Larry Moses continues popular improv workshop
By Alison Rooney
Larry Moses’ father was an accomplished trombone player who wanted his young son to be one too. There was just one problem: At the time, his arms were too short.
“My uncle played trumpet, and I could reach the valves” on that, Moses recalls. “That was it for me.”
Moses, 64, a Beacon resident for the past decade, became a professional trumpeter and leads the seven-member Latin Jazz Express. He will lead a 90-minute jazz improv workshop for all instruments at the Beacon Music Factory beginning Thursday, Sept. 21, and meeting weekly through the end of November. Beginners are welcome.
The musician grew up in Queens and attended the Berklee College of Music in Boston to study composition, arrangement and theory. When he graduated, the Buddy Rich Orchestra had a rare opening in its four-strong trumpet section; he auditioned by sitting in for two sets during a New York City performance. He left after hearing another musician’s audition, thinking he was out of his league. Later he learned Rich was looking for “a more all-around player,” he says. “I guess eating your veggies and fruit in music is a good thing.”
Moses spent six months touring with Rich, a noted taskmaster. “He was intense — he’d growl at you, but it was amazing and I absorbed so much,” Moses says. He next had an opportunity to sub for the Thad Jones-Mel Lewis Orchestra, which played a regular Monday night gig at the Village Vanguard.
“It was my ‘wow’ band,” he says. “It turned out they were going on tour.” One of their trumpeters left for the Count Basie band, and Moses got the call: “Can you join us in Wichita in two days?” He stayed with the orchestra for four years, touring in Scandinavia and recording five albums.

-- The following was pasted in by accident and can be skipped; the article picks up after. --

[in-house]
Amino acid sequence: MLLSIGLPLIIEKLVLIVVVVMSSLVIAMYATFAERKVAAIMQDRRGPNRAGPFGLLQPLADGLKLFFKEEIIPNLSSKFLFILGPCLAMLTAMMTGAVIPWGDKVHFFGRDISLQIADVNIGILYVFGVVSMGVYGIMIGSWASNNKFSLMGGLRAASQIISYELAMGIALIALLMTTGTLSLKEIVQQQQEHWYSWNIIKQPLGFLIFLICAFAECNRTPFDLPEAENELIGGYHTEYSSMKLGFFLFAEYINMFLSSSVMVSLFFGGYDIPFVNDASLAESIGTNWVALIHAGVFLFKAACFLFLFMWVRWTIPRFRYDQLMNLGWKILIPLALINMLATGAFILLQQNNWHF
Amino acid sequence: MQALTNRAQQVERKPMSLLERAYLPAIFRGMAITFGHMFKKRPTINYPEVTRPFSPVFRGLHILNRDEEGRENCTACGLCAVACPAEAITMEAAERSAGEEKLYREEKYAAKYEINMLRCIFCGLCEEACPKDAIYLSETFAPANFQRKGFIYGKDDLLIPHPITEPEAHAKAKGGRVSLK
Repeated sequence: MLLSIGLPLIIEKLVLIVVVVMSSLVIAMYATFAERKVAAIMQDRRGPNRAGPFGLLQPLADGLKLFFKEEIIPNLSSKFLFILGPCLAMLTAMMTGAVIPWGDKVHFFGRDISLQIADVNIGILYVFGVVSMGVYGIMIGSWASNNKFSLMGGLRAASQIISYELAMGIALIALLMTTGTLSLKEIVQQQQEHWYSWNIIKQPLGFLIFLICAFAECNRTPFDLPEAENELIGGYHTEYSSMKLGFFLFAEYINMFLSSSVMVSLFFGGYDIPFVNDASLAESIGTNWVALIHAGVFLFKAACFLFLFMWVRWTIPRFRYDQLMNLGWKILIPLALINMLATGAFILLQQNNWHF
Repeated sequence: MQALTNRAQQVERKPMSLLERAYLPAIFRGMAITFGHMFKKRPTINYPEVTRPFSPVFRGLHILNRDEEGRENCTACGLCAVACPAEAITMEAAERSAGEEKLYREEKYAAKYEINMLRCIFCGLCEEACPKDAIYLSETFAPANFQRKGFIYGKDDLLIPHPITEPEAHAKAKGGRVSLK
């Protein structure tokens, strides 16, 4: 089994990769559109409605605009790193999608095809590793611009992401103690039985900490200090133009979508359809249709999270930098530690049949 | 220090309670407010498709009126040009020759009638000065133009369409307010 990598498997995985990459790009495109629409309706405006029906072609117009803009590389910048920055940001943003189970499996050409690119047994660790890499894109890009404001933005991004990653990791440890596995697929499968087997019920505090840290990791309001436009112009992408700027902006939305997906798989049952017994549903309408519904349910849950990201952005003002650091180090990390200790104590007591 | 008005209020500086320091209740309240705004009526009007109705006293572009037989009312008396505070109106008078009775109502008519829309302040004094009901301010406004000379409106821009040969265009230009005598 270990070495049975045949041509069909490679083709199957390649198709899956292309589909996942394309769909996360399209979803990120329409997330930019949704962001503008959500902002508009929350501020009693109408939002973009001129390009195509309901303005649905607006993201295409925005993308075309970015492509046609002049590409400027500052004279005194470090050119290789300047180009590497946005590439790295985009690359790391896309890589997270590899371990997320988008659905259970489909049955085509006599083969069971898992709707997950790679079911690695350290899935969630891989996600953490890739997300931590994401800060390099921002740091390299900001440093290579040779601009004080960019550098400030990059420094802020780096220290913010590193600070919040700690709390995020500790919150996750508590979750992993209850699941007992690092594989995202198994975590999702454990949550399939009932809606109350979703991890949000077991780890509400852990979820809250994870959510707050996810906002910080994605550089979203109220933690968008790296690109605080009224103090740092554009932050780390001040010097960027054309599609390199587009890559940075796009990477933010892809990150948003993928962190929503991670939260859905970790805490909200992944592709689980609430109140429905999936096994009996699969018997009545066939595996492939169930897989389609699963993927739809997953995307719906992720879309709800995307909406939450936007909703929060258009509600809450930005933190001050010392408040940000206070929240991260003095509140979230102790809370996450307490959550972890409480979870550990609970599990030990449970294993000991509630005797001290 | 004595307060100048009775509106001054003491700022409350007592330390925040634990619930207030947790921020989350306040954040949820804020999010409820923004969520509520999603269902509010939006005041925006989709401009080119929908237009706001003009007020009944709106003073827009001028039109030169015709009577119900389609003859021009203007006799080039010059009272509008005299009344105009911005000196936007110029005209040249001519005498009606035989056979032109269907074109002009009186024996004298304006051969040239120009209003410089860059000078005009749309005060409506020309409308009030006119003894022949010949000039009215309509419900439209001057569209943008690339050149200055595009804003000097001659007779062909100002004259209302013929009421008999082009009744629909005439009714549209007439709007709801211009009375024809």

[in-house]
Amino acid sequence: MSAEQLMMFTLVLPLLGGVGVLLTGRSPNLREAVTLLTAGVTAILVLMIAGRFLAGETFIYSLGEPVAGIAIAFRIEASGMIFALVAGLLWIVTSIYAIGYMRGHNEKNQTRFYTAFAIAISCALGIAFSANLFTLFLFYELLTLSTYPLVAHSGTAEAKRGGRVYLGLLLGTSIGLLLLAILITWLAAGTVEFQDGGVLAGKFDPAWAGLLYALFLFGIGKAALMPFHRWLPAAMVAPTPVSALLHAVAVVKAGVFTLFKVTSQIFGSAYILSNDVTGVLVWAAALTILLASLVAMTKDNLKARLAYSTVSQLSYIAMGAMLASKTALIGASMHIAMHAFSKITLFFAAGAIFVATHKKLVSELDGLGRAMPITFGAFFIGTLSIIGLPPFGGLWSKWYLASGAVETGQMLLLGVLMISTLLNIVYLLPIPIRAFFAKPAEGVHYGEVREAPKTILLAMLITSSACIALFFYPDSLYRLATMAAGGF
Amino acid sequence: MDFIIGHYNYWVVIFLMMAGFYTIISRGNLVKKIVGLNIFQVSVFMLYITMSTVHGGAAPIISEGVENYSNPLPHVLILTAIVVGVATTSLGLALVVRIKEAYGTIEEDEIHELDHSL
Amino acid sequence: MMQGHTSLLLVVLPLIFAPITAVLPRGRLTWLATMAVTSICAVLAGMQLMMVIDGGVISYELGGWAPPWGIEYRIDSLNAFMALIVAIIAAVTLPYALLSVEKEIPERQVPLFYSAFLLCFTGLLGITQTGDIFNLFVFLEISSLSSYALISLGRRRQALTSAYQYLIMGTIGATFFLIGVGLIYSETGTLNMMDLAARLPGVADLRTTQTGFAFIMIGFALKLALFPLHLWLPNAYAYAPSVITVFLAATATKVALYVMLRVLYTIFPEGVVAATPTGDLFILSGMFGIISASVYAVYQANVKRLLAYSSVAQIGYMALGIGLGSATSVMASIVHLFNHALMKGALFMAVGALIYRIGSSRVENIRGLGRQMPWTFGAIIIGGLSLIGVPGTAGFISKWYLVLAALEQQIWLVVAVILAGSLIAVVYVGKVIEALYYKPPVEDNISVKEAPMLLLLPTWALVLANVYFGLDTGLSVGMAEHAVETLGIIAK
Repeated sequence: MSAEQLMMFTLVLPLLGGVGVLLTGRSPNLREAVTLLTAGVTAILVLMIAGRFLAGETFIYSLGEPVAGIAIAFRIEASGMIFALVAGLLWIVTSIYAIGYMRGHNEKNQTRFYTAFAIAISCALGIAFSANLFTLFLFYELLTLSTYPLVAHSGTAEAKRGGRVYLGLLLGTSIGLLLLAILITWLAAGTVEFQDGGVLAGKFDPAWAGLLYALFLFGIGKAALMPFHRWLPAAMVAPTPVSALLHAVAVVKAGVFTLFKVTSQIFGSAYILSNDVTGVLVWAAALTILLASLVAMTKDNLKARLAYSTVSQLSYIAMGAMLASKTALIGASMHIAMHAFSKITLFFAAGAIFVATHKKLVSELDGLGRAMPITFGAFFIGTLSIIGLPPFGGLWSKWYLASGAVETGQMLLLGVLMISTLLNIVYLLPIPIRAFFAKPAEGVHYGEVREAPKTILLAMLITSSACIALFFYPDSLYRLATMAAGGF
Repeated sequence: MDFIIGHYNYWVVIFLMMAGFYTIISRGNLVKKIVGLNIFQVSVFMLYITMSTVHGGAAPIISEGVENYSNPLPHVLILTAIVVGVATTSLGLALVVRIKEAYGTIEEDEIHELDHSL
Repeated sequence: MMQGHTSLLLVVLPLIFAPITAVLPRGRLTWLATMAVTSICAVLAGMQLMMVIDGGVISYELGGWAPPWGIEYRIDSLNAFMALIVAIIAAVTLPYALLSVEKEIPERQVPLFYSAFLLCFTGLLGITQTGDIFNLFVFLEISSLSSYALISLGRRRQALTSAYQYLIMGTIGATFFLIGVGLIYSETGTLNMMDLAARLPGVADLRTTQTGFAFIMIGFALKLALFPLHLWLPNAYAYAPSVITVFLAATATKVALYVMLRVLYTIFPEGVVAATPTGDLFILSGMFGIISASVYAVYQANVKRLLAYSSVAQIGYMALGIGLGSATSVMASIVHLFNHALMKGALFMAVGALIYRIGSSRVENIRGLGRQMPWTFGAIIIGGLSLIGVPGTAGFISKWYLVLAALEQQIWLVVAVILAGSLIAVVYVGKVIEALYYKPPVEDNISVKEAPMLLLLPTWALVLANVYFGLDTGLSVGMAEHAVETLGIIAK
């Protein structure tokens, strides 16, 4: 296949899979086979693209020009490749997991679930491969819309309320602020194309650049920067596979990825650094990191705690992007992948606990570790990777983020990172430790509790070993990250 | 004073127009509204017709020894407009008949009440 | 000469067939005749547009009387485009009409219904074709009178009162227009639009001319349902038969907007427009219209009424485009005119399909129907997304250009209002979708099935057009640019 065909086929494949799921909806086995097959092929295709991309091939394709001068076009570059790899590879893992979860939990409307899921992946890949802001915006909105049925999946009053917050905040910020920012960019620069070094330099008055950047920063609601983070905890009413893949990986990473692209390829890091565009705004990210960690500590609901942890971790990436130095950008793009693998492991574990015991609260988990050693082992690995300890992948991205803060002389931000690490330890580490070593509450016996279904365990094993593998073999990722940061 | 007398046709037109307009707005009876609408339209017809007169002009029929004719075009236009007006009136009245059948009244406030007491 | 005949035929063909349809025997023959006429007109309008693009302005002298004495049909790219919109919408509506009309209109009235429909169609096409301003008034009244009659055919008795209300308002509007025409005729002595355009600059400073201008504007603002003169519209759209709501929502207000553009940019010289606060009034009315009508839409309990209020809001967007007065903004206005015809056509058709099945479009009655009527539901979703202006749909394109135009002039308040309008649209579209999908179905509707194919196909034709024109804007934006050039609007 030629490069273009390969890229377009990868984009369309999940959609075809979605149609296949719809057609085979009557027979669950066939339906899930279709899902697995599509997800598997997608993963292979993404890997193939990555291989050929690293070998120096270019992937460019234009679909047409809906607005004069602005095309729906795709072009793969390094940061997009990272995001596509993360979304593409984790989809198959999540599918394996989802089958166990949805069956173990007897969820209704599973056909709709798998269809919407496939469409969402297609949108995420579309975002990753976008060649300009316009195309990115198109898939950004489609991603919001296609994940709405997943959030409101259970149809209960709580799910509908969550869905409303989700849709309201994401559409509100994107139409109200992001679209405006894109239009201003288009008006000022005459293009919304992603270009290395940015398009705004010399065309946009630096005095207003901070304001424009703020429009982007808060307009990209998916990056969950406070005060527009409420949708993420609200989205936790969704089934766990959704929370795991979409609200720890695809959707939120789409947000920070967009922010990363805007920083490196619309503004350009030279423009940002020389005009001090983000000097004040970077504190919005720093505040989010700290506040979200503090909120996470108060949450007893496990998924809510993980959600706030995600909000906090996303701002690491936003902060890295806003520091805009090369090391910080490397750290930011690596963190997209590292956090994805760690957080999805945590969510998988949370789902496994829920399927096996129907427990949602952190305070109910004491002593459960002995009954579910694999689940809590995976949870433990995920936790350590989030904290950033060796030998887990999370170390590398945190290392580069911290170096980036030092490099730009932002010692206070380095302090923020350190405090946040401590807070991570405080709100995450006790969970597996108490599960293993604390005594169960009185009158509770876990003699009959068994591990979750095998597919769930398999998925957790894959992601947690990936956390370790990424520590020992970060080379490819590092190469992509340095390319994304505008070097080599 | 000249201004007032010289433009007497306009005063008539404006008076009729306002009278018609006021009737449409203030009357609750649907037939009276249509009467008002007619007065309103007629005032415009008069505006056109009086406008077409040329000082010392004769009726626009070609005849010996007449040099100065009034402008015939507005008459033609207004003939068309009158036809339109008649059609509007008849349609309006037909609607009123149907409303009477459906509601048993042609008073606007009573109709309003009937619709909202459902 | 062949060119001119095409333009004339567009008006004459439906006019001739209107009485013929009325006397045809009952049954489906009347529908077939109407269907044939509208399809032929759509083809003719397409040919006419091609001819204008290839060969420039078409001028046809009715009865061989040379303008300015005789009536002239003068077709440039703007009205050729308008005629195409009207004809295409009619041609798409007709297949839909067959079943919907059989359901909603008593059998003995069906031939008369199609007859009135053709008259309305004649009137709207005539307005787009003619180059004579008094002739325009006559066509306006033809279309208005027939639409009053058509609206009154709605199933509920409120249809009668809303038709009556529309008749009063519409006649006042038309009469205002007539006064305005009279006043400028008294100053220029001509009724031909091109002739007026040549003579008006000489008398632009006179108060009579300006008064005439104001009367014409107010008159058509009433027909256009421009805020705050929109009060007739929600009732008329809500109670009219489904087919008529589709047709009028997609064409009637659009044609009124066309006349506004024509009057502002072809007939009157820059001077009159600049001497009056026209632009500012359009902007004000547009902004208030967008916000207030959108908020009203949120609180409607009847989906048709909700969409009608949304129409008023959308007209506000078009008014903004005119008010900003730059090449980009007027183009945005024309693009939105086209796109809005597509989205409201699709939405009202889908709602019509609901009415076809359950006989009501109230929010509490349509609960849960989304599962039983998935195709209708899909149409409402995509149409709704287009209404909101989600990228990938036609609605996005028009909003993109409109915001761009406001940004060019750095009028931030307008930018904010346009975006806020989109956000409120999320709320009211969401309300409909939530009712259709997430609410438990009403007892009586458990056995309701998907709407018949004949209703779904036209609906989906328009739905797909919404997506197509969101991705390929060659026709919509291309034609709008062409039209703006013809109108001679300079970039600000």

The lure of Broadway interrupted Moses’ orchestra days. It wasn’t the bright lights, he says, but the steady paycheck. “Broadway musicians are unionized, there are health benefits, a pension plan,” he explains. “It’s sad because jazz musicians dedicate their life to it, but there are only a few Wynton Marsalises around. The students I have now that are promising — I make sure they know the deal, and I stress to them that they should get their bachelor’s degrees and teaching certification, because, you know, food and shelter are good things to have.”
Moses’ first Broadway show was Sugar Babies, and he went on to play for hits such as Cats, Dreamgirls and Les Miserables. His last show was Come Fly Away, which featured an on-stage orchestra that played the original arrangements to many Sinatra songs while Twyla Tharp dancers performed downstage.
At the time, Moses lived in the heart of the Broadway district and could get a call at 7:30 p.m. and be there at 7:45, he says. He balanced the more lucrative Broadway work with playing with bands led by Maynard Ferguson and Eddie Palmieri, among others.
Like a refrain from one of the standards he plays, Moses answers the “What brought you to Beacon” question with “It was a woman.” He volunteers no further details, but adds that he loves the city and leading his jazz workshops. “It’s all ages, from an excellent 16-year-old upright bass player to guys older than me. They all keep coming back each term, which is great. There’s also a lot of homework involved, a lot of math, actually, in learning about chord symbols, how notes interact.”
If there are enough sign-ups, Moses separates the most advanced students into a separate session. Whether the musicians are advanced beginners or reasonably expert, Moses, who has also taught in the Bard College Big Band Jazz Ensemble program, keeps it chill. “Whatever the level, we go at tempo-di-learno — it’s a musical term — not really! — but we go through everything slowly and I’ll point out important things about the chord movement, guide tones, congruent notes, things that help you recognize the skeleton of the song.
“Miles Davis said something like ‘You do all the work at home and then you forget about it and try to be spontaneous up there.’ Back in the day the jam sessions went fast and if you couldn’t keep up you’d hear ‘Get off the stage and go practice.’ I try to keep people in a relaxed mode to absorb the music.”
For more information about the workshop, which costs $290, visit beaconmusicfactory.com or call 845-765-0472. The center, at 333 Fishkill Ave., offers a variety of other group classes for guitar, bass and composition, as well as rock ’n’ roll “boot camps” for teens and adults.